Tuesday saw the renaming of a U.S. Army facility in western Louisiana base to Sgt. William Henry Johnson was a Black World War I hero who was awarded the Medal of Honour almost a century later.
Previously, Leonidas Polk, a Confederate leader, was honored with the name Fort Johnson. Nine Army locations that honored Confederate officers had their names changed as part of the e U.S. military’s attempts to remedy historical racial injustice. The commanding general of the Joint Readiness Training Centre at Fort Johnson, Brig. Gen. David Garner, wrote on Twitter, “Sgt. William Henry Johnson embodied the warrior spirit, and we are deeply honored to bear his name.”
German Night Raid
According to the National Museum of the United States Army, Johnson repelled a German night raid close to the Argonne Forest while serving on the front lines of France in 1918. Johnson suffered 21 wounds while repelling the advancing attackers. In addition, he used his knife to kill two German soldiers after running out of grenades and ammo to save his injured Black friend from being captured.
According to Johnson’s biography at the Army Museum, “His frantic attacks broke the German morale and the enemy raiding party retreated.” Former US President Theodore Roosevelt dubbed him one of the five most courageous Americans to have served in battle after he survived the war. The Army biography describes him as saying, “There wasn’t anything so fine about it. He swore he was no hero. I only battled for my life. That is what a rabbit would have done.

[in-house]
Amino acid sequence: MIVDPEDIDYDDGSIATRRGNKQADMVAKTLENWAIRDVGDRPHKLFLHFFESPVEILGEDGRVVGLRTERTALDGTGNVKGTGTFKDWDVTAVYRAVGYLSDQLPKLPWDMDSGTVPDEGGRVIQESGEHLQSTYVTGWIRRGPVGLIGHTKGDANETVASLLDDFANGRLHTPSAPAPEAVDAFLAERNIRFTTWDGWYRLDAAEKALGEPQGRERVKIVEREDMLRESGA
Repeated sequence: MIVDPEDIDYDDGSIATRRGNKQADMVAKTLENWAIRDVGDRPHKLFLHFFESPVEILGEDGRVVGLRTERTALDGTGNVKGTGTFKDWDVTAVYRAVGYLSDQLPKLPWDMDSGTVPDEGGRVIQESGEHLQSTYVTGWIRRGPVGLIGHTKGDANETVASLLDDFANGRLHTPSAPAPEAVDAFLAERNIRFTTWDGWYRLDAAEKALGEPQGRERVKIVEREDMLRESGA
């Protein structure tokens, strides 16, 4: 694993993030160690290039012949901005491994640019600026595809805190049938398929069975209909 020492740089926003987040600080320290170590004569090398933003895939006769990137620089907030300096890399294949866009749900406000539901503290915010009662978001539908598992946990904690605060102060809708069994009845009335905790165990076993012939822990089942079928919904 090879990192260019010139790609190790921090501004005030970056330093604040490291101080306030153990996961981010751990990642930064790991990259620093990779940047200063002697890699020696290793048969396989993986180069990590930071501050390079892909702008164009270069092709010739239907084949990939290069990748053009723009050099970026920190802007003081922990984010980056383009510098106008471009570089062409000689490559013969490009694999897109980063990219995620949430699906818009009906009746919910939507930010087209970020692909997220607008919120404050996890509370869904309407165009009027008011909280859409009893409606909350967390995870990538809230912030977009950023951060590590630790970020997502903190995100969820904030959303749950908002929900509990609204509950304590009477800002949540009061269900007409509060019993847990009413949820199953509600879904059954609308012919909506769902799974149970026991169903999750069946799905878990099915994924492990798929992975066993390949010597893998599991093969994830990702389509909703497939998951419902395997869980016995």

Nearly a century after his heroic deeds, he was honored when he received the Congressional Medal of Honour in 2015 “for conspicuous gallantry and intrepidity at the risk of his life above and beyond the call of duty.” Johnson’s deeds, meanwhile, were not appreciated by the Army, which disallowed him from receiving a disability stipend and did not bestow the Purple Heart upon him. He struggled once he got back to Albany, New York, as a result of his wounds, and he passed away from a heart issue in 1929. In his 32 years, he was.
For the first time, Louisiana base is being renamed to honor Black troops and women at nine Army stations. Fort Bragg in North Carolina was renamed Fort Liberty earlier this month, while Fort Benning in Georgia was renamed Fort Moore last month. Members of the local communities participated in the original naming process, but Black residents were not included in the discussions. No of how well a soldier did their duty, Louisiana base is name for nearby-born or -raised soldiers. Historians generally agree that Confederate General Braxton Bragg was a bad commander who didn’t command the respect of his men.